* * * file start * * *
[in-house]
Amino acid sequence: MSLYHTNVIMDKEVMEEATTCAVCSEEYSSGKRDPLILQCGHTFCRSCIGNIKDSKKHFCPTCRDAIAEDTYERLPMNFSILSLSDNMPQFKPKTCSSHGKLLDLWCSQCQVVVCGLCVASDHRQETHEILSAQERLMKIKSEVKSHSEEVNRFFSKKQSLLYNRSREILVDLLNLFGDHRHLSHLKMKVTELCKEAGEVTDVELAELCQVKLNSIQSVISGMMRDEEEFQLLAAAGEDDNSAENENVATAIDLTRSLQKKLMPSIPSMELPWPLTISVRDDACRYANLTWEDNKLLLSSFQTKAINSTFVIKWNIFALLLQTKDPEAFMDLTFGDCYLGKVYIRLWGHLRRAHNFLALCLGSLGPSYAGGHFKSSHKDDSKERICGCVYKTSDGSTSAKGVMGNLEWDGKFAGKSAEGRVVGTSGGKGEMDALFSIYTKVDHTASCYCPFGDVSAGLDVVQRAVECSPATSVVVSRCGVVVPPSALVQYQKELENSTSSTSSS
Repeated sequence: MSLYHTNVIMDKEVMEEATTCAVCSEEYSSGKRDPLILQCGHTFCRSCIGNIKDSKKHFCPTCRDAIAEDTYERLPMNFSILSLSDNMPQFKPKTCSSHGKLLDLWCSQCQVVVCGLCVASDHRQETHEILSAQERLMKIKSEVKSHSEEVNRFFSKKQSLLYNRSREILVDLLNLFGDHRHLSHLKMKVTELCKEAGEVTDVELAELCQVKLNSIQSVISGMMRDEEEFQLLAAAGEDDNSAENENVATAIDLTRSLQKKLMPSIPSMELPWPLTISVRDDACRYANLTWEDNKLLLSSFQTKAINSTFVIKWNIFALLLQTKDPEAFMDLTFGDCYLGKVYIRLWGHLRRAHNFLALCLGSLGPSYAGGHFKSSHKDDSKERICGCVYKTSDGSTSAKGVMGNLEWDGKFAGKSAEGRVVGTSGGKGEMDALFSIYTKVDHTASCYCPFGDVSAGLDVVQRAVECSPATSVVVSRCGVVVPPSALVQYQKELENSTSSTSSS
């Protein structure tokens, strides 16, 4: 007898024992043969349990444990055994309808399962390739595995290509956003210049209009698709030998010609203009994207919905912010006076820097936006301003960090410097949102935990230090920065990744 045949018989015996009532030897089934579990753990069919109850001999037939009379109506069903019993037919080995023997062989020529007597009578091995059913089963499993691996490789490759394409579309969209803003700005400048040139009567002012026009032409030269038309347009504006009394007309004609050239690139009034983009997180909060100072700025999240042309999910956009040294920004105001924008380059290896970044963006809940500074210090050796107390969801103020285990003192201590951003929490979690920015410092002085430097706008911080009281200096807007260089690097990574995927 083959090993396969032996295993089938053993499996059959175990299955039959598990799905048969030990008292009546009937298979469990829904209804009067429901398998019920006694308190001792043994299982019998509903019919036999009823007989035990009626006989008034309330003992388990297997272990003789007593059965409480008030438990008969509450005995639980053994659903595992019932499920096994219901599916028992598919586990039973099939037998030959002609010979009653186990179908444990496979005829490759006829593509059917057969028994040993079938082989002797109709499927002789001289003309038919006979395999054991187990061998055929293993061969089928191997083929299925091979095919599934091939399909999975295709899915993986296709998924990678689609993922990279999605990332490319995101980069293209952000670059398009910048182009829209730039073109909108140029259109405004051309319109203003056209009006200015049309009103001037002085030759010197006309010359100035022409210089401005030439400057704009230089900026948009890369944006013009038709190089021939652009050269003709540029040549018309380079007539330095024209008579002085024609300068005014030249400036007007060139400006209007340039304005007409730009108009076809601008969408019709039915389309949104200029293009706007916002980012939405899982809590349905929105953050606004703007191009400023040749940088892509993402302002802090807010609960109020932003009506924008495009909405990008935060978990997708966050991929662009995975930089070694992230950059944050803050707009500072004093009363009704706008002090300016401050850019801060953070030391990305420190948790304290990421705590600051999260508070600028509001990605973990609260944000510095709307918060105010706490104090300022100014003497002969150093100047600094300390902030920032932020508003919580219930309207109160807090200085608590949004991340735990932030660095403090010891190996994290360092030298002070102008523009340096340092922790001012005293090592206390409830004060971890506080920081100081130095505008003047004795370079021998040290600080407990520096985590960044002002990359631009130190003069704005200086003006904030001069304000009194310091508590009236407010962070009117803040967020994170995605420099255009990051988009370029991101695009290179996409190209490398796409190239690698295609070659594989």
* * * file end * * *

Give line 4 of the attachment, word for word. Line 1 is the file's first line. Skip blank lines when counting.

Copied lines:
């Protein structure tokens, strides 16, 4: 007898024992043969349990444990055994309808399962390739595995290509956003210049209009698709030998010609203009994207919905912010006076820097936006301003960090410097949102935990230090920065990744 045949018989015996009532030897089934579990753990069919109850001999037939009379109506069903019993037919080995023997062989020529007597009578091995059913089963499993691996490789490759394409579309969209803003700005400048040139009567002012026009032409030269038309347009504006009394007309004609050239690139009034983009997180909060100072700025999240042309999910956009040294920004105001924008380059290896970044963006809940500074210090050796107390969801103020285990003192201590951003929490979690920015410092002085430097706008911080009281200096807007260089690097990574995927 083959090993396969032996295993089938053993499996059959175990299955039959598990799905048969030990008292009546009937298979469990829904209804009067429901398998019920006694308190001792043994299982019998509903019919036999009823007989035990009626006989008034309330003992388990297997272990003789007593059965409480008030438990008969509450005995639980053994659903595992019932499920096994219901599916028992598919586990039973099939037998030959002609010979009653186990179908444990496979005829490759006829593509059917057969028994040993079938082989002797109709499927002789001289003309038919006979395999054991187990061998055929293993061969089928191997083929299925091979095919599934091939399909999975295709899915993986296709998924990678689609993922990279999605990332490319995101980069293209952000670059398009910048182009829209730039073109909108140029259109405004051309319109203003056209009006200015049309009103001037002085030759010197006309010359100035022409210089401005030439400057704009230089900026948009890369944006013009038709190089021939652009050269003709540029040549018309380079007539330095024209008579002085024609300068005014030249400036007007060139400006209007340039304005007409730009108009076809601008969408019709039915389309949104200029293009706007916002980012939405899982809590349905929105953050606004703007191009400023040749940088892509993402302002802090807010609960109020932003009506924008495009909405990008935060978990997708966050991929662009995975930089070694992230950059944050803050707009500072004093009363009704706008002090300016401050850019801060953070030391990305420190948790304290990421705590600051999260508070600028509001990605973990609260944000510095709307918060105010706490104090300022100014003497002969150093100047600094300390902030920032932020508003919580219930309207109160807090200085608590949004991340735990932030660095403090010891190996994290360092030298002070102008523009340096340092922790001012005293090592206390409830004060971890506080920081100081130095505008003047004795370079021998040290600080407990520096985590960044002002990359631009130190003069704005200086003006904030001069304000009194310091508590009236407010962070009117803040967020994170995605420099255009990051988009370029991101695009290179996409190209490398796409190239690698295609070659594989």